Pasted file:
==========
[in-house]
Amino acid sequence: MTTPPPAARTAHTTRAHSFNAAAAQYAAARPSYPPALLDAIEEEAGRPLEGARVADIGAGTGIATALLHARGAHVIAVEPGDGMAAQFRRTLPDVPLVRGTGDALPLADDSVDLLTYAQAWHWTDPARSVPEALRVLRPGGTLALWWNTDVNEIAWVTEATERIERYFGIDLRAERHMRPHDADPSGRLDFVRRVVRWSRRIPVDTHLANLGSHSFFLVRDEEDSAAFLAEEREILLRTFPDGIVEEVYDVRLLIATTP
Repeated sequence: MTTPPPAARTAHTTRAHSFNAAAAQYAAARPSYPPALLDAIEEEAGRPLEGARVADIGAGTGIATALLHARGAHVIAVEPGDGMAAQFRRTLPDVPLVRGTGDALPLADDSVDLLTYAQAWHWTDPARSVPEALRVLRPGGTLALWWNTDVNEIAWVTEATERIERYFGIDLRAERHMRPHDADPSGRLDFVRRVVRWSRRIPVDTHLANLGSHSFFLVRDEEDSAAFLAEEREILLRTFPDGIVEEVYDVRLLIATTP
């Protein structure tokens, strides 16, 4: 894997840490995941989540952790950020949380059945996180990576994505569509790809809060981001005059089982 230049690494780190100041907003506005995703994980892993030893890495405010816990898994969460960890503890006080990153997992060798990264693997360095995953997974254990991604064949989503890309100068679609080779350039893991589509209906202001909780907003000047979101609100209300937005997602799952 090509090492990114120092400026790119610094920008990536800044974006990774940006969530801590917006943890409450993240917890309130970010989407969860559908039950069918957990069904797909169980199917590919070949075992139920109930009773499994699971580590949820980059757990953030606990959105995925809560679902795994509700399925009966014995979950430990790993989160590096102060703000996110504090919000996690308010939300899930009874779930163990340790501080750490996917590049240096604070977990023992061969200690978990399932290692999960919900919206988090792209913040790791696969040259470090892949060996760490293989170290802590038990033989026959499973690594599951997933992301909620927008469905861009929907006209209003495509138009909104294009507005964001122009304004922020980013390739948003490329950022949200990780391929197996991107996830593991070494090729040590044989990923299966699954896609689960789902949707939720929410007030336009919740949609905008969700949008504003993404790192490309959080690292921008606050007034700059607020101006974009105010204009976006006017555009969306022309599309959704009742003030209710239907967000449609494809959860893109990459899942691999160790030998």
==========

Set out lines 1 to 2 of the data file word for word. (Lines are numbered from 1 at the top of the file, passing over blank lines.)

[in-house]
Amino acid sequence: MTTPPPAARTAHTTRAHSFNAAAAQYAAARPSYPPALLDAIEEEAGRPLEGARVADIGAGTGIATALLHARGAHVIAVEPGDGMAAQFRRTLPDVPLVRGTGDALPLADDSVDLLTYAQAWHWTDPARSVPEALRVLRPGGTLALWWNTDVNEIAWVTEATERIERYFGIDLRAERHMRPHDADPSGRLDFVRRVVRWSRRIPVDTHLANLGSHSFFLVRDEEDSAAFLAEEREILLRTFPDGIVEEVYDVRLLIATTP